The hidden side of clinical trials

Watch the AllTrials TEDx talk on YouTube

Learn more

Evidence matters to the public

Join us on 1st November at Parliament to make the case

Learn more

Plant Science Panel

Insecticides, biofuels, GMOs …

Learn more

'The Ugly Truth'

by Tracey Brown, director of Sense About Science

Learn more

Making a difference

Join us in standing up for science across civic society. With your support we can continue to help people make sense of scientific and medical claims.

Find out how you can donate.

Here are just some of the ways your donations are spent:

I've Got Nothing to Lose

We produced a short guide for patients suffering from long-term conditions to weigh up claims about cures and treatments.

"I have been encouraged to try so many expensive drugs or treatments. I would have done better to have a good holiday. It is hope that makes us grab at straws. We need facts not dreams.” Rita Baillie, MS sufferer 

VoYS workshops

We run a programme of workshops for early career researchers to bring new voices to public debates about science and evidence.

“As a junior researcher even though you might feel strongly about the misrepresentation of science it’s easy to feel that you don't have a voice” Daniella Muallem, member of VoYS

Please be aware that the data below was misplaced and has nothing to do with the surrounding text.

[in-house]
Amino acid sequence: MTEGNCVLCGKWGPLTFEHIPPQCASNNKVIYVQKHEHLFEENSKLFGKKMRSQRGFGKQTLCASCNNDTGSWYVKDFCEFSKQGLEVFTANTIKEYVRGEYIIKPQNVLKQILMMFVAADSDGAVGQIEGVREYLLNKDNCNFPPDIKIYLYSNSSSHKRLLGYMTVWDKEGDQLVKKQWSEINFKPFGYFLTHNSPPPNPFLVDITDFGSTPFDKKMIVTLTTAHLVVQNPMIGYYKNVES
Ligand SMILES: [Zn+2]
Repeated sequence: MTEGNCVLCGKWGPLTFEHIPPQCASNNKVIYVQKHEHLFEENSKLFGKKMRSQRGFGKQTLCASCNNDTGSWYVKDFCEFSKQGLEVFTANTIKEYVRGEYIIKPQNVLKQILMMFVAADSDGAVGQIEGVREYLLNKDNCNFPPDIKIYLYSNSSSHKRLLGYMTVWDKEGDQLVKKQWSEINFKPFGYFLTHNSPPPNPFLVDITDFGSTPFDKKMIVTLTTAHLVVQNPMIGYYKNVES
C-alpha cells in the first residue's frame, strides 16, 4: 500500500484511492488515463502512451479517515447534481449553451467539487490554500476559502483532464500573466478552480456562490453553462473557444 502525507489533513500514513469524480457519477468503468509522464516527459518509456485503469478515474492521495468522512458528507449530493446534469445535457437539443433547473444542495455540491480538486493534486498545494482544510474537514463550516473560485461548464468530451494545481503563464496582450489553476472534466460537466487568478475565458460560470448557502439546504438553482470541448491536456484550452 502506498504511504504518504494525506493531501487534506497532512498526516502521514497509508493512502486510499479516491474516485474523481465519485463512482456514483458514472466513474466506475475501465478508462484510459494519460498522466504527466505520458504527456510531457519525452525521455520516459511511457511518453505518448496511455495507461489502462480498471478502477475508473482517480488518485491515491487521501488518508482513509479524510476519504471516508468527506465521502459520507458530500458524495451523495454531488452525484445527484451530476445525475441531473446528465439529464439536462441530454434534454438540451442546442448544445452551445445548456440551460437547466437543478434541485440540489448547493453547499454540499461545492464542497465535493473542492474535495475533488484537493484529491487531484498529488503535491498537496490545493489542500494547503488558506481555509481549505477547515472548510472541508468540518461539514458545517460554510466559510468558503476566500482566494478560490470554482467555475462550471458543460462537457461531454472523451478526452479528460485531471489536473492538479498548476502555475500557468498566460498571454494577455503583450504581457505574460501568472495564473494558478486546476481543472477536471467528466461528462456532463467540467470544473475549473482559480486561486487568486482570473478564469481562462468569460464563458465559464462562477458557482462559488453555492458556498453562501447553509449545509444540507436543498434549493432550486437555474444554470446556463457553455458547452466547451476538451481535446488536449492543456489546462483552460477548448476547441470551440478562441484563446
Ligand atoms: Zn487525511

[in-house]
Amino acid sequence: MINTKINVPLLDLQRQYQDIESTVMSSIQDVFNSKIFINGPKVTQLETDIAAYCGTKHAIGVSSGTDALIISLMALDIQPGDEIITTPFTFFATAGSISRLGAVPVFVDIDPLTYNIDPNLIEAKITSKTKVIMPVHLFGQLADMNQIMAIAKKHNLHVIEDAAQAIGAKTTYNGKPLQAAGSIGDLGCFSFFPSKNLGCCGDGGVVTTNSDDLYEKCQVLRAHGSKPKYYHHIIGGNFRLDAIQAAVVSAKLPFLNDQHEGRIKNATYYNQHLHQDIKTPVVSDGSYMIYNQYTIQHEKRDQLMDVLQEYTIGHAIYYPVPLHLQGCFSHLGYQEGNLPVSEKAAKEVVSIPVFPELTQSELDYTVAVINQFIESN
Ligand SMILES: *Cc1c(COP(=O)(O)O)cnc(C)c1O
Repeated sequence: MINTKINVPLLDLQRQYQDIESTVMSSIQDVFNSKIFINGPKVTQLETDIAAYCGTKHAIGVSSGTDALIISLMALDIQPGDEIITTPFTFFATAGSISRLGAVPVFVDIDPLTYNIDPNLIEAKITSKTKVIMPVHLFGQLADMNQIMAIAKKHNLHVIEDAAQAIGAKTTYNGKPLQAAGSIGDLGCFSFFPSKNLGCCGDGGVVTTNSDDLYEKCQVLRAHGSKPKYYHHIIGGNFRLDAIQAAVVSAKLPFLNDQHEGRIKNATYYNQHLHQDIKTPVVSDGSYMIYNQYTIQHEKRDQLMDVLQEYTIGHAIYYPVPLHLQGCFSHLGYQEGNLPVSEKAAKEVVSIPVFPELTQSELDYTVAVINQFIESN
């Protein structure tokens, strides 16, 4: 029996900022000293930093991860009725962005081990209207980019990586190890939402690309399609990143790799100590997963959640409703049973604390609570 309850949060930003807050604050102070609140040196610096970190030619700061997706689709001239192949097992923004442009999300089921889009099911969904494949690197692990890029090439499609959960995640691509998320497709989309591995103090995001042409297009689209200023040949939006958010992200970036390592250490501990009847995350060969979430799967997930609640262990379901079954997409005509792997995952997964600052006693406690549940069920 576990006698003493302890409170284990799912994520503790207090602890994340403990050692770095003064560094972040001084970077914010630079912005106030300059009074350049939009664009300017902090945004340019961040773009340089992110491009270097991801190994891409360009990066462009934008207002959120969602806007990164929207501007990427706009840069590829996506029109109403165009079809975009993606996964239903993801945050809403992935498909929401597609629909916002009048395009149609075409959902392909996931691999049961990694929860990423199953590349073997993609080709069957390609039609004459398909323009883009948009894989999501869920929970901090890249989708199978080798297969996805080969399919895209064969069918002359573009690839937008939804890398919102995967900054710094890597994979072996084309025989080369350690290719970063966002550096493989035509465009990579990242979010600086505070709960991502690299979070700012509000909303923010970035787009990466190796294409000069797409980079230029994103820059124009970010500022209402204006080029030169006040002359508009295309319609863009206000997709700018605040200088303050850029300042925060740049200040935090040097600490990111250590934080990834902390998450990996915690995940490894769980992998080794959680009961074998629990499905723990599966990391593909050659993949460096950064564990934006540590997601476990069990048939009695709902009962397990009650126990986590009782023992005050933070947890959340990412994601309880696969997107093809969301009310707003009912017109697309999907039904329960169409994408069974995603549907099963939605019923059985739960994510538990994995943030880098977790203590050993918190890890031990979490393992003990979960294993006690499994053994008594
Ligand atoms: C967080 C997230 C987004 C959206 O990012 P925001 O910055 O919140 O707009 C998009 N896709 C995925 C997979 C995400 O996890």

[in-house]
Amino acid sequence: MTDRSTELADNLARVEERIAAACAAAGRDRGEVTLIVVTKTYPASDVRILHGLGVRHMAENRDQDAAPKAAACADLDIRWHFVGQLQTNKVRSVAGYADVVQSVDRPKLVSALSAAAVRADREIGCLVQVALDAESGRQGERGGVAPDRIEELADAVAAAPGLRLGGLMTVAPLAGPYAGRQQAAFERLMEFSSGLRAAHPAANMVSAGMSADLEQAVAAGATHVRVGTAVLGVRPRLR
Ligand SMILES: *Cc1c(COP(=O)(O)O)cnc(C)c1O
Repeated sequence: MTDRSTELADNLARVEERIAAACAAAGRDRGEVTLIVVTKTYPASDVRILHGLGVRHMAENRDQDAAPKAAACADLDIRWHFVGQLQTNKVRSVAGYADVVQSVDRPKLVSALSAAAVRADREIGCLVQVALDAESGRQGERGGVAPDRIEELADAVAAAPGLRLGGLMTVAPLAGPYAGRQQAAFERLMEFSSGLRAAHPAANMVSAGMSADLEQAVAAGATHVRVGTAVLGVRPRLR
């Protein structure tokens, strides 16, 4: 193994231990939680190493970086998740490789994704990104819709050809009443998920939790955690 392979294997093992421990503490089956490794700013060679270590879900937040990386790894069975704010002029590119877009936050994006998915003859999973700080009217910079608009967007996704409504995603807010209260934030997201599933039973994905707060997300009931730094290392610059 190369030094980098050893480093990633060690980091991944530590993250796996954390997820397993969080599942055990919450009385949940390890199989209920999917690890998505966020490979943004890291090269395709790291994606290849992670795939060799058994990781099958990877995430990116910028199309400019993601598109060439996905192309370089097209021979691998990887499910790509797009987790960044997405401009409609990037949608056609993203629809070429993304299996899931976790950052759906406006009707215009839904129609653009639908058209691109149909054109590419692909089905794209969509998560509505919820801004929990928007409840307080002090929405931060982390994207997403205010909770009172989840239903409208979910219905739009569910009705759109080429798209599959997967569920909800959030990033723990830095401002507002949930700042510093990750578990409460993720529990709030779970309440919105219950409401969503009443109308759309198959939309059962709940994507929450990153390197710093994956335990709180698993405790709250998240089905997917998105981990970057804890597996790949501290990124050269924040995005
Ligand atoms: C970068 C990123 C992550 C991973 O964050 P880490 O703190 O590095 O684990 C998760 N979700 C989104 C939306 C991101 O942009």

“VoYS offered us not only a voice, but the chance to confront the bogus science head-on.” Anne Corbett, member of VoYS

Libel Reform

We have been campaigning for reform of the libel laws, against their damaging effects on open scientific and medical debate.

"Scientists and others need to be able to discuss scientific issues without legal threats. Otherwise how will we progress?" Campaign donor

“Sense About Science has highlighted the extent to which our libel laws silence scientific researchers and prevent people from knowing what they have the right to know” Campaigner

Peer review

We have published I don't know what to believe, a guide to peer review, developed an educational resource for school students and run a programmes of workshops to encourage people to question claims about science and evidence by popularising how science works.

“I am often asked about current issues my students hear about through the media. After asking students to probe further, they are able to unravel information and draw conclusions for themselves. These students are the adults of tomorrow and they need to be able to judge information using valid evidence.” Ramla Ali, secondary school science teacher

Science and evidence in policy

We have distributed Making Sense of Statistics, a guide to misconceptions about statistics, to all MPs, helping to improve the use of science in policy making.

“Statistics help to make sense of a confusing world. But the sheer number and variety of statistics also provide great opportunities for misrepresentation or selective quotation. Getting canny about these tricks should be part of everybody’s armoury.” Nigel Hawkes, Director, Straight Statistics

“A great many of the decisions we make – or are made for us by government – are underpinned by statistics. Knowing more about how they work helps us to make better decisions and hold government accountable to the public.” Andrew Garratt, Royal Statistical Society